FCM = 0.4 M+15 F

where, M is the milk yield (g) and F is the fat yield (g).

Fatty acids profile of milk fat was determined as methylated fat according to Park et al.23 and separated by gas liquid chromatography. Amino acid profile of milk protein was quantitatively determined according to AOAC21 using high performance amino acid analyzer (Biochrom 30) with EZChrom Software for data collection and processing.

Statistical analysis: Data obtained from this study were statistically analyzed by IBM SPSS Statistics for Windows24 using the following general model procedure:

Yij = μ+Ti+eij

where, Yij is the parameter under analysis of the ij (goats) in digestibility and lactation trails, μ is the overall mean, Ti is the effect due to treatment on the parameter under analysis, eij is the experimental error for ij on the observation. Duncan's multiple range tests was used to test the significance among means at probability level of 0.05.

RESULTS

Effect of cellulases supplementation on nutrient’s digestibility and ration’s nutritive values: The results of Table 2 showed that goats fed enzymes supplemented rations (R1 and R2) showed significant increase (p<0.05) for most of nutrients digestibility coefficients and total digestible nutrients (TDN) than those fed the control ration. But, no significant differences were found between all goats’ groups in CP, EE digestibility and digestible crude protein (DCP) values.

Table 2:
Effect of cellulases supplementation on nutrient digestibility and nutritive values of the experimental rations
Image for - Effect of Cellulases Supplementation on Milk Yield and Feed Utilization by Baladi Goats in Early Lactation
Means with different letter (a, b) in the same row are significantly different at p<0.05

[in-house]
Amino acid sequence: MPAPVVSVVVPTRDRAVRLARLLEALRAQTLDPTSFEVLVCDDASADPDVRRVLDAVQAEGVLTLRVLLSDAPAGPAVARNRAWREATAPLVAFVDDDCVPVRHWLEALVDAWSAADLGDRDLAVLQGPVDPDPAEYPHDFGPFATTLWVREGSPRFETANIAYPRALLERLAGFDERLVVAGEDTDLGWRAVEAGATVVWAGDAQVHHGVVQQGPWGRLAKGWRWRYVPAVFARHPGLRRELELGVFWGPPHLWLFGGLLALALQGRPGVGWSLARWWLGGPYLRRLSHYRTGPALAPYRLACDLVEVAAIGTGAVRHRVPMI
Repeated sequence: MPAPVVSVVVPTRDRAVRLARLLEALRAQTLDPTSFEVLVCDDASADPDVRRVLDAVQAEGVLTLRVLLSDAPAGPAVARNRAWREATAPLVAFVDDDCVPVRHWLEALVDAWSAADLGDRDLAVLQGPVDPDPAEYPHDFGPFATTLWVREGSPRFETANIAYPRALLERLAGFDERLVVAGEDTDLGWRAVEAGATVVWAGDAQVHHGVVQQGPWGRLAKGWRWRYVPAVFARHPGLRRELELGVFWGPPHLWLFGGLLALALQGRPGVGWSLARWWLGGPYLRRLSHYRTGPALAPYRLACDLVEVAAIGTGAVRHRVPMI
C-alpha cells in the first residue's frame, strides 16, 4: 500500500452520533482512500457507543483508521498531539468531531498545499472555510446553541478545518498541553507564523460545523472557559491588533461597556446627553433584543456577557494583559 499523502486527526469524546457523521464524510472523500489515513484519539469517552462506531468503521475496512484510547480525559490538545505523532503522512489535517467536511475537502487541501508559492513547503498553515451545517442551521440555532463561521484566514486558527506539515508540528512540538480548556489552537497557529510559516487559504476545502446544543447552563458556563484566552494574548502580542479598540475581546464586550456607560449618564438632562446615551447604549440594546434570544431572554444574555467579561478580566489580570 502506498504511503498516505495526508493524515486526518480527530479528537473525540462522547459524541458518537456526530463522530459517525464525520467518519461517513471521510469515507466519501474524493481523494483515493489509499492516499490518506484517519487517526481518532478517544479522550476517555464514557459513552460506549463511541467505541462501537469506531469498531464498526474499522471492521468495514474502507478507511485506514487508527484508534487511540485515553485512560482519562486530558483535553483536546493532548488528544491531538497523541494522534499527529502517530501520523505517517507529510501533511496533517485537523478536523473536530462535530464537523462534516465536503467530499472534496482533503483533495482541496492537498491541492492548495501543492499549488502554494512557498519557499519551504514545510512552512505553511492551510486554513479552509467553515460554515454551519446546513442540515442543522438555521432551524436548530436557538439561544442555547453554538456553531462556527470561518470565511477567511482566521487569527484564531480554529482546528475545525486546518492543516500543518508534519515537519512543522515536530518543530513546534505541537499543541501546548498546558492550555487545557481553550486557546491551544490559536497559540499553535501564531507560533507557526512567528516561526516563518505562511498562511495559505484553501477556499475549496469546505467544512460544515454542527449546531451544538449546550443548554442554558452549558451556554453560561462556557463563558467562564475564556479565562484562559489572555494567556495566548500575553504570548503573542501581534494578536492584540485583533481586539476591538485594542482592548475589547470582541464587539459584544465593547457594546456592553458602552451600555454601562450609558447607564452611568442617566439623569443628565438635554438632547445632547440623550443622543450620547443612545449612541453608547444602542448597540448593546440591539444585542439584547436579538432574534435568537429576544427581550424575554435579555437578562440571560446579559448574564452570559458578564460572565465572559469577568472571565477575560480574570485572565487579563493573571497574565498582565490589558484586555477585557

Table 3:
Effect of cellulases supplementation on goat’s blood parameters
Image for - Effect of Cellulases Supplementation on Milk Yield and Feed Utilization by Baladi Goats in Early Lactation

Table 4:
Effect of cellulases supplementation on goat’s milk yield and milk composition
Image for - Effect of Cellulases Supplementation on Milk Yield and Feed Utilization by Baladi Goats in Early Lactation
Means with different letter (a, b) in the same row are significantly different at p<0.05

Effect of cellulases supplementation on goat’s blood parameters: Cellulases supplemented goats (R1 and R2) had numerical but not significant higher serum glucose, protein, albumin and globulin concentration than those of the control (Table 3). No significant changes were detected between all goats’ groups in creatinine, urea, cholesterol, aspartate aminotransferase (AST) and alanine aminotransferase (ALT) values.

Effect of cellulases supplementation on goat’s milk yield and milk composition: Milk composition of supplemented goats with cellulases was not affected significantly compared to goats of the control (Table 4). But goats fed the produced cellulase supplemented ration (R1) had higher (p<0.05) milk, 4% fat corrected milk (FCM) and all milk components yields than those fed the control. The goats fed ration supplemented with the Pan-Zyme (commercial feed enzyme) (R2) showed numerical (but not significant) increase in milk, 4% fat corrected milk (FCM) and lactose yields compared with those of the control.

Table 5:
Effect of cellulases supplementation on goat’s milk fatty acids profile
Image for - Effect of Cellulases Supplementation on Milk Yield and Feed Utilization by Baladi Goats in Early Lactation

Table 6:
Effect of cellulases supplementation on goat’s milk amino acids profile
Image for - Effect of Cellulases Supplementation on Milk Yield and Feed Utilization by Baladi Goats in Early Lactation

Also, there were no significant differences between goats fed enzymes supplemented rations (R1 and R2) in milk and its component's yields. Although, there was enhancement in milk fat yield of the enzymes treated goats, cellulases supplementation has no effect on milk fatty acids profile (Table 5). Also, data of Table 6 showed that cellulases supplementation has no effect on milk amino acids profile.